March 14, 2020

939 words 5 mins read

Common Knowledge for the Uncommon Cold

Common Knowledge for the Uncommon Cold

My wife texted me yesterday asking if we should stock up a couple of weeks worth of food and water.

Now, there’s really no empirical reason to stock up on food and water. But there is a psychological/economic reason: the Common Knowledge game.

Common Knowledge is something everyone knows everyone knows. When something becomes Common Knowledge, most people will behave as if the “thing” were true, if it is not. Stock markets are perfect example of Common Knowledge games. People will buy or sell stock, not because they believe stock price ought to rise or fall, but because they everyone believes stock prices will rise or fall.

Coronavirus has triggered a massive, global Common Knowledge game. Everyone knows that everyone knows that supply chains will be shut down because of the pandemic, food supplies will dry up, and basic needs won’t be met. In reality, none of that will happen, but people are behaving as if it already has.

empty shelves

Because I expect people to stock up on everything from toilet paper to underwear, I agreed to stop at Walmart on my way home and pick up some foods that last: bacon, eggs, cheese, nuts, peanut butter, and canned vegetables. These foods are resilient to spoilage, don’t require a freezer (electricity), pack lots of vitamins (eggs), minerals (nuts), fat (bacon and nuts), and protein (eggs, bacon, nuts). Besides, these ingredients are tastier than MREs. I also bought some propane cans for my packable camp stove.

Of these foods, only peanut butter and canned vegetables are widely perceived to be a good emergency food source. Walmart’s robust peanut butter section was bare. As were fresh meats, which spoil relatively quickly. A group of about 30 shoppers stood around the frozen meats case and grabbed packages right out of the hand of Walmart employee who was trying to restock the case. It was a human feeding frenzy.

While fresh meats, canned vegetables, and peanut butter were gone, bacon, eggs, and cheese were plentiful. So, I grabbed what I could, substituting cans of baked beans for the unavailable canned vegetables. The propane shelves were completely full.

All of this is evidence of the Common Knowledge game. People are buying food, not because they fear coronavirus, but because they fear (anticipate) how other people will respond to the virus. They’re thinking ahead and reasoning backward. Like this:

  • Everything is shutting down.
  • People are freaking out.
  • When people freak out, they stock up.
  • If I wait to stock up, nothing will be left.
  • Therefore, I must stock up now.

When people get to the store, they see empty shelves in many aisles and the sound of panic from the group huddled around the frozen meats case. This reinforces their decision to stock up and triggers atavistic fear responses in their amygdala which translates verbally into, “it’s worse than I thought.”

Some will say this stocking-up behavior is irrational, but it’s not. Stocking up in the face of an emergency is precisely the right thing to do, even if the prima facie reason, a virus, is the wrong reason.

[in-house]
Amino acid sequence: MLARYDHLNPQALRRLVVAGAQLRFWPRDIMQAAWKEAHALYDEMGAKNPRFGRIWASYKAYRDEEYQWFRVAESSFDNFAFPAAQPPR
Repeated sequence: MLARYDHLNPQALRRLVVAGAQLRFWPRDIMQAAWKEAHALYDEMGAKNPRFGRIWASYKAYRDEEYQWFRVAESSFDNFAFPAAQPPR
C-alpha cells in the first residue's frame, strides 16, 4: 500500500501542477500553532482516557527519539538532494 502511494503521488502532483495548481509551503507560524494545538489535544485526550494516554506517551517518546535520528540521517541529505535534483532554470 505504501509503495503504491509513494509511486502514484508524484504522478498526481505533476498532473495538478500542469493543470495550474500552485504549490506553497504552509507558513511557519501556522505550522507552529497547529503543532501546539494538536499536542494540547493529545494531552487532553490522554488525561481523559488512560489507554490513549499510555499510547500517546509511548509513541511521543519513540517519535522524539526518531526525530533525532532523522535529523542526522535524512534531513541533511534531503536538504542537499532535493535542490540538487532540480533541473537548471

Stocking up for the coronavirus is the right thing to do, the best strategy, because of the Common Knowledge game. I didn’t buy lots of bacon because of a pandemic; I bought lots of bacon because other people were buying lots of food because of a pandemic.

(For a better explanation of Common Knowledge, check this out.)

The irrational part of the response was from those who bought fresh, uncured meat. That stuff won’t last long if electrical workers can’t keep the grid up. The fact that people were stocking up on the most perishable foods with the shortest shelf lives shows that, at some level, they don’t expect the coronavirus to cause major disruptions. They are simply responding to their anticipation of the behavior of others.

And that’s how Common Knowledge games work.

Now, there are two strategies to play in a Common Knowledge game. One strategy is to behave as if the “thing” were true, to mimic the crowd. That’s what I did, and it’s what most people do. It’s the safe path. Swimming against the stream in a Common Knowledge game can be risky, even dangerous.

But where there’s risk, there’s reward. Buying stocks while everyone else is selling usually results in big gains down the road. But not always. And when the stocks you bought in the midst of sell-off just happen to be issued from a company that doesn’t survive the panic, you look like the greater fool.

So which strategy to take?

That’s up to you, but here’s my advice: think about the psychological games triggered by the coronavirus, not about the virus itself. This behavior alone will break the cycle of fear and response that we’re seeing everywhere. Thinking like a game theorist will lift your point of view above the crowd so you can see the opportunities and dangers that lie ahead. It will dampen your emotions, as your brain will be busy analyzing.

The pandemic will end, probably as suddenly as it began. When it does, the economy will accelerate with such force that people will be shocked. Some companies will fail, not because of the pandemic, but because of the recovery, as they will be unable to satisfy the immediate demand.

I won’t predict when this economic lift-off will occur, but most virologists tell us that warm weather tends to tamp down viruses. Ultraviolet rays are the best disinfectant. Outdoor activity reduces the concentration of viruses. Weather matters.

I’m grateful that my wife sent me that text yesterday. I now have an excuse to eat more bacon.